Enamel pots usually have a metal under-layer with an outer enamel surface. As long as the enamel coating remains intact, the pot should not rust. A rust problem may arise, however, if chips in the enamel surface occur. If you find rust on the interior surface of a cooking vessel, manufacturers generally advise that you stop using the pot and not attempt to fix it because of the risk of contaminating food. Repairing rusted enamel pots not used for cooking is a simple process, however.
Sand the surface of the enamel pot with the 220-grit sandpaper to remove loose rust. Work carefully until you remove all flakes of rust from the surface of the pot. Wipe the pot with the tack cloth to remove dust that resulted from the sanding.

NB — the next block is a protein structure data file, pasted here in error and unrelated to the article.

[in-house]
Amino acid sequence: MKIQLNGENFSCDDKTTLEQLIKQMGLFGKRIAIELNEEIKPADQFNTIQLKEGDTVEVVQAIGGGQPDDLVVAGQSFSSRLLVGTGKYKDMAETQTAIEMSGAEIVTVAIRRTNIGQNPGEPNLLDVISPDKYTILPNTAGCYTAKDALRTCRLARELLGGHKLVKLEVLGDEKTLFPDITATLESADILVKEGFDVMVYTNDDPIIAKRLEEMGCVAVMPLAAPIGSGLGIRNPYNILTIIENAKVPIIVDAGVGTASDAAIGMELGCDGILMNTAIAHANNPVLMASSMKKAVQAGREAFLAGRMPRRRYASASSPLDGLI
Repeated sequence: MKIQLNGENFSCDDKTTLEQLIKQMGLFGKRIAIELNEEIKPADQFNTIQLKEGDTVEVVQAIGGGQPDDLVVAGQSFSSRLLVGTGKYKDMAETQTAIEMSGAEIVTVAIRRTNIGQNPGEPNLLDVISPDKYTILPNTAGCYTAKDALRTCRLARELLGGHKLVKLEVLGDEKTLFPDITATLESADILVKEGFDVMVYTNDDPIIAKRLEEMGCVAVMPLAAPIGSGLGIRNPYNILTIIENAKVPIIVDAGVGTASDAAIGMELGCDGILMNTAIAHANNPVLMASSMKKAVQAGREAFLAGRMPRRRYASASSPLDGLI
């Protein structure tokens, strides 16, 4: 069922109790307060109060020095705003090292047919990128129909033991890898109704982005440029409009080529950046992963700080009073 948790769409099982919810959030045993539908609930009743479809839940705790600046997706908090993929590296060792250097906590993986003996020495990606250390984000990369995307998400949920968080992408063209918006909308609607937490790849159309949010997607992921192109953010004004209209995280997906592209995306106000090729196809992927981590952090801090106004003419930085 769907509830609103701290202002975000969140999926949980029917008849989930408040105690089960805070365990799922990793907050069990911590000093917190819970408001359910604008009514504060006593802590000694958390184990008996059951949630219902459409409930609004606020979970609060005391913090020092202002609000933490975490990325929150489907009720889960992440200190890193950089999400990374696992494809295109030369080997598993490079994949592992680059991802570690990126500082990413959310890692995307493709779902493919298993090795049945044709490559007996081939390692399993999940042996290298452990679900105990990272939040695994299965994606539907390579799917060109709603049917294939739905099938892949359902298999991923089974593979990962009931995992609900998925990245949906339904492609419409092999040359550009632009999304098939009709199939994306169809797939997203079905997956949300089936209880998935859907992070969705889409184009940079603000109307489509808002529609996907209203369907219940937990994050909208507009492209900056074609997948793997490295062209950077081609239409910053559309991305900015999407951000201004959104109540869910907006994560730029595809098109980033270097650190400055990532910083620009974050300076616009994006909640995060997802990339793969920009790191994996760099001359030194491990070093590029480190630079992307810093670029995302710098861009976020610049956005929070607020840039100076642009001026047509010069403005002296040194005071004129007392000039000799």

Spray the degreaser spray over the area where you will paint. Rub the spray into the surface lightly with the cleaning cloth and then rinse away the chemicals from the surface of the pot with plain water. Dry the enamel pot thoroughly with the towel and wait one or two hours to ensure that the pot air dries completely before you proceed.
Open the can of rust-encapsulating metal paint and stir the paint carefully with the stir stick.
Load the 2-inch paintbrush with the paint and cover the rusty areas thoroughly with the paint. Because of the special chemical compounds present in the paint product, priming is not necessary -- you can simply cover the rusty areas of the pot with the rust-encapsulating paint and it will seal the rust to stop it from spreading. Spread the paint neatly over the surface with the paintbrush to ensure that it covers the pot in a thin layer.
Allow the first coat of paint to dry for one to two hours and then apply a second coat of paint using the same application technique. You must apply subsequent coats of paint within four hours. If you miss the four-hour window, you must wait two weeks before applying another coat of paint.